HSBC HOLDINGS PLC - AGM STATEMENTS
At the Annual General Meeting of HSBC Holdings plc, held at the Barbican, London today, the following speeches were given by Group Chairman, Douglas Flint, and Group Chief Executive, Stuart Gulliver.
Group Chairman, Douglas Flint, said:
I'm very pleased to have the opportunity to update you on events since we last met.
Let me say at the outset it remains an enormous privilege to be the Group Chairman of HSBC, possibly even more so in tumultuous times.
You will have noted that HSBC is now considered to be one of the four most systemically important global banks.
This position brings with it significant responsibility.
And it reinforces our commitment to support global growth by connecting our customers through our worldwide network to the trade and investment opportunities that fit with their ambitions.
Our financial performance in 2012 showed encouraging signs that this strategy is helping to deliver growth, thereby enabling ambitious businesses to thrive and economies to prosper.
This progress is set against the background of the continuing and, in many ways unprecedented, challenges facing the banking sector.
Banking has been given a huge wake-up call and as a globally systemic bank we are determined to play a leading part in restoring the reputation of the industry and thereby regaining society's trust.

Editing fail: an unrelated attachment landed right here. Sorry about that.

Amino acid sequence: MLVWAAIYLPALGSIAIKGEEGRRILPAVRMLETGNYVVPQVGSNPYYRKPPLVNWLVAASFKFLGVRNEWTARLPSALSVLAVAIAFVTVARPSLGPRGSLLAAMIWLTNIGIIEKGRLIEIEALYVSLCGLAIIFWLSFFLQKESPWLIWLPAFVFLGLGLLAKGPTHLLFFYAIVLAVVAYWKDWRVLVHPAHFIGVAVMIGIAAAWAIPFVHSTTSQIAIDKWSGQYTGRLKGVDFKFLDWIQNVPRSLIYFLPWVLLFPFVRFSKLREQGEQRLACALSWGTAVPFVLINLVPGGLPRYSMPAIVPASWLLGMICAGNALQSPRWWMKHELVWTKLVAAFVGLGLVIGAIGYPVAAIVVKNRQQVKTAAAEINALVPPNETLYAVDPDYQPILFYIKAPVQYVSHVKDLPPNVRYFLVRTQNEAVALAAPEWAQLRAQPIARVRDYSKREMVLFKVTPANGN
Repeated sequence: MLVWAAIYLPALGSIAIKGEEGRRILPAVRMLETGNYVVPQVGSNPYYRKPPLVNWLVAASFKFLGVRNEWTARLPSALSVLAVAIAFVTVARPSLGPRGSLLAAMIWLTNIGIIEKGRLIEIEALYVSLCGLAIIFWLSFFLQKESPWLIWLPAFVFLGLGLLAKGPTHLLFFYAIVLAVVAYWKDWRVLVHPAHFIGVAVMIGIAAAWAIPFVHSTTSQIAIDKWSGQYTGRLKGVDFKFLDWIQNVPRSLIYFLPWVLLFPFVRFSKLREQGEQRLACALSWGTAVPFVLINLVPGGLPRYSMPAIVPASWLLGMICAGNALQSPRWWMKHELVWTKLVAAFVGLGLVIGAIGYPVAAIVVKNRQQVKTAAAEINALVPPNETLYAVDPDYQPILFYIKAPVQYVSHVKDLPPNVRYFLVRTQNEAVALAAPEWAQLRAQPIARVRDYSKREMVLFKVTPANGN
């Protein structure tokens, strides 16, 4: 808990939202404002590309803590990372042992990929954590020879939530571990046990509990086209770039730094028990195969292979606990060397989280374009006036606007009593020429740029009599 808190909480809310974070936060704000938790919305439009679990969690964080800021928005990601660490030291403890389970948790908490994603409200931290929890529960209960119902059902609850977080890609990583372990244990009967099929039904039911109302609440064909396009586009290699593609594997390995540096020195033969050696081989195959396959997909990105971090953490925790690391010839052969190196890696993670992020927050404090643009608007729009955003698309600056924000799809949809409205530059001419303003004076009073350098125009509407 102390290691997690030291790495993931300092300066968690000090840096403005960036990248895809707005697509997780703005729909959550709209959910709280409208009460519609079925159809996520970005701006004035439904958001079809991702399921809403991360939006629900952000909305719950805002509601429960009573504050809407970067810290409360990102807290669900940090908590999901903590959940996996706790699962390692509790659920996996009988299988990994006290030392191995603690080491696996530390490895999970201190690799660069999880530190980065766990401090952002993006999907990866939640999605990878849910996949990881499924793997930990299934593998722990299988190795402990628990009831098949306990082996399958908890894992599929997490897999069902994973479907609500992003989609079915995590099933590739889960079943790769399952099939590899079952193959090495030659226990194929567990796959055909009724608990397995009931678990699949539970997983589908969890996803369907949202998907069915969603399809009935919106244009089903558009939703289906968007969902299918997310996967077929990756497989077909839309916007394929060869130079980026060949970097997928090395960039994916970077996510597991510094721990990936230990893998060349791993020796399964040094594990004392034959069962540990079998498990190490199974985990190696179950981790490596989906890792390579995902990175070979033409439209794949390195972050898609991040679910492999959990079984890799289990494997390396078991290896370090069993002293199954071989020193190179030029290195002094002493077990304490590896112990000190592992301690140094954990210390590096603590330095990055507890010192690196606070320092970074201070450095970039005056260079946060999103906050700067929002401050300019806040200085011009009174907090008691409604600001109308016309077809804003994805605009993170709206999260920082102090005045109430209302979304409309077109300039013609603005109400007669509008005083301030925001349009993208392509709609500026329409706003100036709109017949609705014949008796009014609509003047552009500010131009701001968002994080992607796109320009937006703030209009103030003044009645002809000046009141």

Much of our strategic and managerial effort last year focused on reshaping HSBC and on banking reform.
Stuart Gulliver, the Group Chief Executive, will talk later on the reshaping of HSBC so let me turn to banking reform.
We are actively supporting the steps being taken by Governments and Regulators around the world to improve financial stability and the resilience of the industry.
The regulatory framework needs to safeguard the financial system and most importantly support a sustainable supply of credit for individuals and businesses in every part of the world.
The entire banking sector continues to face intense scrutiny.
Let me tell you today why I welcome that scrutiny.
We have a once-in-a-generation opportunity to reform banking and the broader financial industry.
We need to demonstrate that the business model of banking is fair, transparent, sustainable and meeting its core purpose of serving society.
The banking and economic crisis has demonstrated the need for us to explain the role of banks and their relationship with the public and the wider economy.
We need to do this to regain public trust and respect.
And we will only do this if our role is understood.
Without a strong banking sector we cannot have strong economies.
And within banking, the position of the customer has to be paramount.
Never has it been more important to put the customer first and to be seen to do so.